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03 October 2011

People often ask “Why should I use MVVM? It seems like it complicates things.”

The most common reason hard-core developers put forward for MVVM is that “it enables unit testing of presentation code”.

Although that can be true, I don’t think that’s the primary reason people should invest in MVVM.

I think the primary reason is that it protects your presentation code against some level of change to the XAML. It makes your code more maintainable, and will help it last longer.

For example, build a WPF app with code-behind. Now try to move it to Silverlight without changing any code (only XAML). Pretty hard huh?

Or, build a Silverlight app with code-behind. Now have a user experience designer rework your XAML to look beautiful. Your app won’t build anymore? They changed numerous XAML types and there are now compiler errors? Oops…

Looking forward, try taking any WPF or Silverlight app that has code-behind and moving it to WinRT (Windows 8) without changing any code (only XAML – and the XAML will need to change). Turns out to be nearly impossible doesn’t it?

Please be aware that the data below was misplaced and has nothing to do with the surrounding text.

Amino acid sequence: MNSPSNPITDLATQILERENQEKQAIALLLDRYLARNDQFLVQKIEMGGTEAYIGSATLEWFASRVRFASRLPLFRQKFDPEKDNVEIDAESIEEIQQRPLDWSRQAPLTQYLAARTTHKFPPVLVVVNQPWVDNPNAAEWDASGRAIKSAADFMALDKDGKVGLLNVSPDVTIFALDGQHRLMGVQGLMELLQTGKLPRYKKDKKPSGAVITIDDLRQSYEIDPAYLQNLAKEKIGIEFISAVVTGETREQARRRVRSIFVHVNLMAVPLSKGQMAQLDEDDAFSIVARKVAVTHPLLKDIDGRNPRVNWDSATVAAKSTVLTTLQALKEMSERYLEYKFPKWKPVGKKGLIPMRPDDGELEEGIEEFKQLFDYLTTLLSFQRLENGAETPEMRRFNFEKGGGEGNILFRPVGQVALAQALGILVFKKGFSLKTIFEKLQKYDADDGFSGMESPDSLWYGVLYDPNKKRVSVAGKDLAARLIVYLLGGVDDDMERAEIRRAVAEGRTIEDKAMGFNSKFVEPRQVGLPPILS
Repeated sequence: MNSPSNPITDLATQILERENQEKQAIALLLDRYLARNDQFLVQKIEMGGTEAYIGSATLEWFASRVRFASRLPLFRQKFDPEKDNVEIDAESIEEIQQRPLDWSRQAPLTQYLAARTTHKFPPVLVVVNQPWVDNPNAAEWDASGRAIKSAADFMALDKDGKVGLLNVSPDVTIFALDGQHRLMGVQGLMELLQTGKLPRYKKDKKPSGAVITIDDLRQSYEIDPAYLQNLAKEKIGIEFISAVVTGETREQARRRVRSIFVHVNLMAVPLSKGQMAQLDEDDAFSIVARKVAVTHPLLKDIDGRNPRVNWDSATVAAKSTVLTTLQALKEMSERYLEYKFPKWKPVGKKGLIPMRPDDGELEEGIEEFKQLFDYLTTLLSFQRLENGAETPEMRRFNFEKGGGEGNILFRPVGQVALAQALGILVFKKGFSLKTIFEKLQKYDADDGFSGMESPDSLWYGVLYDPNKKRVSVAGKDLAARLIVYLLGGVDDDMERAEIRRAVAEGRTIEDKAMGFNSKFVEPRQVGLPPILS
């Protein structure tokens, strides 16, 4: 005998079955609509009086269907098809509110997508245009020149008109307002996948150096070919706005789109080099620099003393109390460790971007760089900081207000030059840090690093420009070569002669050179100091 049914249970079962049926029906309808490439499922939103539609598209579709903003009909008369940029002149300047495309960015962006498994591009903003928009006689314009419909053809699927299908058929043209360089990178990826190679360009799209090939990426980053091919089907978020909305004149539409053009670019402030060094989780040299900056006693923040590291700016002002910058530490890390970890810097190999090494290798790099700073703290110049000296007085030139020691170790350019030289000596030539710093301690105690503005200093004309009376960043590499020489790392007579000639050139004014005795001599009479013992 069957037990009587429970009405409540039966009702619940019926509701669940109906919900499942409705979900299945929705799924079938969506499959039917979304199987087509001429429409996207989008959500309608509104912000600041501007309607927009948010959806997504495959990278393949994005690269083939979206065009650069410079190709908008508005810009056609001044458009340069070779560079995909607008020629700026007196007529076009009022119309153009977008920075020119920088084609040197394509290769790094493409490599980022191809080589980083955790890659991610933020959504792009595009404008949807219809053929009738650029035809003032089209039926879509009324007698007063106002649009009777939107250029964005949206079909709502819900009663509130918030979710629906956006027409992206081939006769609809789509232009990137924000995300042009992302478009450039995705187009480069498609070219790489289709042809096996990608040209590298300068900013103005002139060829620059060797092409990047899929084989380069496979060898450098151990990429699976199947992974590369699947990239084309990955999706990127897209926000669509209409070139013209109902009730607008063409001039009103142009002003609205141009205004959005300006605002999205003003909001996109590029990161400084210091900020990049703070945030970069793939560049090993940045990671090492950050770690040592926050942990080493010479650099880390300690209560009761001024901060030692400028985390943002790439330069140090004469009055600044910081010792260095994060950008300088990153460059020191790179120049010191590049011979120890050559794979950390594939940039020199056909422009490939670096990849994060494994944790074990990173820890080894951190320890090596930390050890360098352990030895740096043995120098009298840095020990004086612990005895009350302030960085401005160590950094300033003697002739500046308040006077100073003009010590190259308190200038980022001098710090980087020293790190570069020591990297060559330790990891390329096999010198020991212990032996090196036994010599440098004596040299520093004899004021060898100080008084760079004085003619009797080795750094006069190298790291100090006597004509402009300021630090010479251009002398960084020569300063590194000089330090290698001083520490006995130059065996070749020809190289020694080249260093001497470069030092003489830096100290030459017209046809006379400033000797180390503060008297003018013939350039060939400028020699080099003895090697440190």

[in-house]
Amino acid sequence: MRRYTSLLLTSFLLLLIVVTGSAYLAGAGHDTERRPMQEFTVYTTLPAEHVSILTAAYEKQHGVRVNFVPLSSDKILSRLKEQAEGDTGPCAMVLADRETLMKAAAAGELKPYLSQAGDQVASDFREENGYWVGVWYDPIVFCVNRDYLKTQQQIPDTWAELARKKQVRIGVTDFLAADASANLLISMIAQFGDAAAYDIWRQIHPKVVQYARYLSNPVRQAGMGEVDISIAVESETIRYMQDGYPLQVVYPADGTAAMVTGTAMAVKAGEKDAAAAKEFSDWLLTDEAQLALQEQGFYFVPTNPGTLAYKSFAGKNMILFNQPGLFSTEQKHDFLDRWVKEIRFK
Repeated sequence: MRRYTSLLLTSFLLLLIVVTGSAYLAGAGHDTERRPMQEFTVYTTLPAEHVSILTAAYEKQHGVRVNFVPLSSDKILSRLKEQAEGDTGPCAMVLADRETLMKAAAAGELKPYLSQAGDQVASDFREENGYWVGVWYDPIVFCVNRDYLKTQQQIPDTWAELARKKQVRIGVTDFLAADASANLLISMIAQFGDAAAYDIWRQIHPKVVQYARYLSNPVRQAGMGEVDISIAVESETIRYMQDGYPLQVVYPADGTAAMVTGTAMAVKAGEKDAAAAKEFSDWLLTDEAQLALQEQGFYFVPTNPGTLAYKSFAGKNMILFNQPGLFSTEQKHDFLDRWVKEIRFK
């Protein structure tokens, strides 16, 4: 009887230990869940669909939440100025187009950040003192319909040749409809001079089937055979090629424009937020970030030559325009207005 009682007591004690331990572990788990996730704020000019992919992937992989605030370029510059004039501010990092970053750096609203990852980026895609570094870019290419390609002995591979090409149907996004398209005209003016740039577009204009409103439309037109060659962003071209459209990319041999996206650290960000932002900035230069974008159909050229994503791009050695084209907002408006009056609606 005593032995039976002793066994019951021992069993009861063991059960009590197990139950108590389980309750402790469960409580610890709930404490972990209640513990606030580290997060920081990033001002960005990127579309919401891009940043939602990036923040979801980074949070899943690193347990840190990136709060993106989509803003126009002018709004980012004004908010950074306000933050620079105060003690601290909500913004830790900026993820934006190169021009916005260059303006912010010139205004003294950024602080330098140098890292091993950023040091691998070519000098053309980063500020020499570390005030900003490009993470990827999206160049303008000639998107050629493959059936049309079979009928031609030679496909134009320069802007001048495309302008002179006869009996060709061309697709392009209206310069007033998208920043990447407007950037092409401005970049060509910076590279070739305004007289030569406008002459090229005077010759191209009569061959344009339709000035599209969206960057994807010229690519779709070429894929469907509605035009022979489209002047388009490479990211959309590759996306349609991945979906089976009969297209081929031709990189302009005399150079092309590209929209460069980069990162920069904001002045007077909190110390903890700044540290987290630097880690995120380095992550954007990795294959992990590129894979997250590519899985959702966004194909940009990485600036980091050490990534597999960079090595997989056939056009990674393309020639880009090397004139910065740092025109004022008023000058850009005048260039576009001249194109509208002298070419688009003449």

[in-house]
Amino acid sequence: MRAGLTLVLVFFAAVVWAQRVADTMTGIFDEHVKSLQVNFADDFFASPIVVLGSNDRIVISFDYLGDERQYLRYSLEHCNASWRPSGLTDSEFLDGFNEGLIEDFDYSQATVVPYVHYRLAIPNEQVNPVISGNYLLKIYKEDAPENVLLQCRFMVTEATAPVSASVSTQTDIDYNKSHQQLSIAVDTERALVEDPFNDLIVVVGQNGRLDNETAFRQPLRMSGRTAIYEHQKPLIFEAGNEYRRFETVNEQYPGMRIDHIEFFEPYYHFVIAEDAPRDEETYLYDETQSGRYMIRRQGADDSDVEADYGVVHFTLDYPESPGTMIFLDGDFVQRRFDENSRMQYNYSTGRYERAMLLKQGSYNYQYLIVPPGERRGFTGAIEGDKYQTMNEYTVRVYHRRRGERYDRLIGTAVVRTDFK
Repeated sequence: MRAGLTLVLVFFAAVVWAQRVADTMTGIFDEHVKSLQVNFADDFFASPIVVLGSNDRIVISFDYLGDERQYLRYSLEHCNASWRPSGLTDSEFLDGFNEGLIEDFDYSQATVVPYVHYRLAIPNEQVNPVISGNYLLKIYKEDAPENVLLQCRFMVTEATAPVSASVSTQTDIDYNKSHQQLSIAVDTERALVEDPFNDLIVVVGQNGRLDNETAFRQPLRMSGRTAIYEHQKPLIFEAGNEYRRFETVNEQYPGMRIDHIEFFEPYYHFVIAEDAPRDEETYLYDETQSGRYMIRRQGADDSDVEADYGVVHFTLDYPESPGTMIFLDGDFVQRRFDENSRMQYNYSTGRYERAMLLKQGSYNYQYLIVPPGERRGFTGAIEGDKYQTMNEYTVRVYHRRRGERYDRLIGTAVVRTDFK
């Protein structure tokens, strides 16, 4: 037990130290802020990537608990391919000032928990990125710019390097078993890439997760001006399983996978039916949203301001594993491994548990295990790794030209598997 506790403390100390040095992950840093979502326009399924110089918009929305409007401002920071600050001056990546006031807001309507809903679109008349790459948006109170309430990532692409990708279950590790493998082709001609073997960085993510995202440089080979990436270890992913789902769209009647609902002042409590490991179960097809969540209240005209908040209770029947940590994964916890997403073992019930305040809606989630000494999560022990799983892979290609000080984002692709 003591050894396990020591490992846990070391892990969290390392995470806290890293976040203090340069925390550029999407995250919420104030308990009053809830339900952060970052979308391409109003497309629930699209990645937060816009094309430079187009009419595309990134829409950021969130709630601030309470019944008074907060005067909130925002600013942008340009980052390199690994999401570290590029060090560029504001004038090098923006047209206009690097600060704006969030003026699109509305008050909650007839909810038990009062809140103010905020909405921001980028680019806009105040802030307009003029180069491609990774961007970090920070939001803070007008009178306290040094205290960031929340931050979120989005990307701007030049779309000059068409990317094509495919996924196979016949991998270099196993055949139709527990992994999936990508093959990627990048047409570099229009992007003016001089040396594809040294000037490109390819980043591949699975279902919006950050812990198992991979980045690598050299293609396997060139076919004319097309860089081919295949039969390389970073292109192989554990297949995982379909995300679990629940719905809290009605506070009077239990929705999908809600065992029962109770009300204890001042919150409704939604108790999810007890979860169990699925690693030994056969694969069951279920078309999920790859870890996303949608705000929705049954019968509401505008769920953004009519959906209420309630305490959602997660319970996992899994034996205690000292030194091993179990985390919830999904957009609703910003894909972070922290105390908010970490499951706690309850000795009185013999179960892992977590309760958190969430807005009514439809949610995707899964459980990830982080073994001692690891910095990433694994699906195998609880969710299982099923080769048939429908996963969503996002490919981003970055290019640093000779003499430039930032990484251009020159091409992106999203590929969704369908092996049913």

And yet, I have lots of CSLA .NET application code that uses MVVM to keep the presentation code cleanly separated from the XAML. Examples where the exact same code runs behind WPF and Silverlight XAML. I’m not quite yet to the point of having CSLA working on WinRT, but I fully expect the exact same code to run on Windows 8, just with a third set of XAML.

To me, that is the power and value of MVVM. Your goal should be no code-behind, viewmodel code that doesn’t rely on specific XAML types, and an abstract set of viewmodel methods that can be bound to arbitrary UI events.

Yes, MVVM is an investment. But it will almost certainly pay for itself over time, as you maintain your app, and move it from one flavor of XAML to another.

Does MVVM mean you can completely avoid changing code when the XAML changes? No. But it is a whole lot closer than any other technique I’ve seen in my 24+ year career.